Own Immigration Reform

Dick Morris, March 26, 2013

It is not enough for the Republican Party to acquiesce in a bipartisan bill for immigration reform—the scars its image bears in the Latino community run too deep for that. Republicans need to get out in front on the issue. Immigration reform needs to be a Republican bill. Only then can we hope to heal the scars left from the party’s role in scuttling reform in 2005 and 2006.

Latinos, remember, were on the verge of voting Republican after 2004, when former President George W. Bush almost carried them against John Kerry in the presidential race. But then the courtship blew up in the GOP’s face when its base killed immigration reform. That failure to pass reform led directly to the loss of the Senate in 2006 and the election of President Obama in 2008—and then to his reelection in 2012. It qualifies as one of the major blunders in Republican history. Now is the time to correct it before our party becomes exiled to being a footnote in history.

{snip} The question hanging over the debate is whether a grassroots, talk-radio-led rebellion will beat immigration reform as it did Bush’s attempts to pass the bill in 2006.

But rank-and-file Republican voters are in a very different place now than they were then. John McLaughlin’s survey of 500 likely Republican voters taken in February 2013 shows deep and broad support for immigration reform. He found that 66 percent backed it conceptually, and that support swelled to 75 percent when Republicans heard the specifics of the bill from Sen. Marco Rubio (R-Fla.). So, when the sides are drawn for the intra-party debate upon which the bill’s fate hinges, we can count on the base to back the bill, not to scuttle it.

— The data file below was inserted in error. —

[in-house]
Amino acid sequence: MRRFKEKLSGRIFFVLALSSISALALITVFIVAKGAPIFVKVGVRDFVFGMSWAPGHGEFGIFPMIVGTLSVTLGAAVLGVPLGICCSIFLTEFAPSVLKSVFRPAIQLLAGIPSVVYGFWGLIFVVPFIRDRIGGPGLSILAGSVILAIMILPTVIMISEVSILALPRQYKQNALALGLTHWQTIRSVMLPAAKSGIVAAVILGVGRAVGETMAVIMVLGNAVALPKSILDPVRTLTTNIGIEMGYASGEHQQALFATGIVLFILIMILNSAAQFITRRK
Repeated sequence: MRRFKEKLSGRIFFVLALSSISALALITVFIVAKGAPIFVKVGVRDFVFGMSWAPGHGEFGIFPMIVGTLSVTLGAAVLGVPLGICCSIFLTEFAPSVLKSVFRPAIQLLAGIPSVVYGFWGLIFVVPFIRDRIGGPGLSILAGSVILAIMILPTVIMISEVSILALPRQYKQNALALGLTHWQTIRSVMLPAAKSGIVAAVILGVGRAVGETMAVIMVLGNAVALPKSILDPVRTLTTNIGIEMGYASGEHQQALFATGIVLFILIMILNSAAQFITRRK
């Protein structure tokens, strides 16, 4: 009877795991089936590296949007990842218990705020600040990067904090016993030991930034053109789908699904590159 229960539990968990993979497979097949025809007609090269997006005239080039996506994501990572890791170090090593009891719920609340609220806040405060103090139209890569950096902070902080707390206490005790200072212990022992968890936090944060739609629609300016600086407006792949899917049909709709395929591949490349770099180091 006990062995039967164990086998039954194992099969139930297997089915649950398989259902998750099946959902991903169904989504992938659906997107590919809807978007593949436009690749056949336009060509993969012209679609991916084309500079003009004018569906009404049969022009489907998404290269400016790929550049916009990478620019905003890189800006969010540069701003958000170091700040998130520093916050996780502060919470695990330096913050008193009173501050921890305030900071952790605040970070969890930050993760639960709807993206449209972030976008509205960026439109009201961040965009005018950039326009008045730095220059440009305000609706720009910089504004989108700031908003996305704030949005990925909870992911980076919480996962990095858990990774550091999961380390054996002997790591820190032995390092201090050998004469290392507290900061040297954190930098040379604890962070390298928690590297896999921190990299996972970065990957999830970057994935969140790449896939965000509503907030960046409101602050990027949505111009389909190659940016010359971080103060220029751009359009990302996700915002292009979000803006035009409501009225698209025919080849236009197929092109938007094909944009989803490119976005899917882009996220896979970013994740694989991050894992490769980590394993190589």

Here, the very difficulty of the job of winning Republican votes will serve to focus attention on the changing attitudes of Republicans toward the issue. Now will be the chance for Republican leaders, in Congress and outside, to stand up and persuade their partisans that it is time to pass the bill. And, in the process, they will win a new opportunity to get the Latinos they lost the last time.

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